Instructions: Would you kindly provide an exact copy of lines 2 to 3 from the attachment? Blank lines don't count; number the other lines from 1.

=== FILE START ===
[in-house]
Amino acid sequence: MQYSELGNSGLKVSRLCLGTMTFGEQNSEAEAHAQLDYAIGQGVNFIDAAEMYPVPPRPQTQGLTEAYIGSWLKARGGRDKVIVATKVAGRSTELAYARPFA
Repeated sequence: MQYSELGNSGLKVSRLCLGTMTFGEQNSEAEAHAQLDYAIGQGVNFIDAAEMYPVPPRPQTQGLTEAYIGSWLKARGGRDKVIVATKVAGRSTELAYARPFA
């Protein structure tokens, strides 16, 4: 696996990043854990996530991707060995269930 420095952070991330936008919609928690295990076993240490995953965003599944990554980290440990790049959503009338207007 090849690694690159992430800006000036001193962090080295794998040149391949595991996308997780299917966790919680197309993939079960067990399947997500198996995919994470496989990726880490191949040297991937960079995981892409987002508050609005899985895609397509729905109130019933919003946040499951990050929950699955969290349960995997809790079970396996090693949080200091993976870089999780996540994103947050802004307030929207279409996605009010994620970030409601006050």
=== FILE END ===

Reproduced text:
Amino acid sequence: MQYSELGNSGLKVSRLCLGTMTFGEQNSEAEAHAQLDYAIGQGVNFIDAAEMYPVPPRPQTQGLTEAYIGSWLKARGGRDKVIVATKVAGRSTELAYARPFA
Repeated sequence: MQYSELGNSGLKVSRLCLGTMTFGEQNSEAEAHAQLDYAIGQGVNFIDAAEMYPVPPRPQTQGLTEAYIGSWLKARGGRDKVIVATKVAGRSTELAYARPFA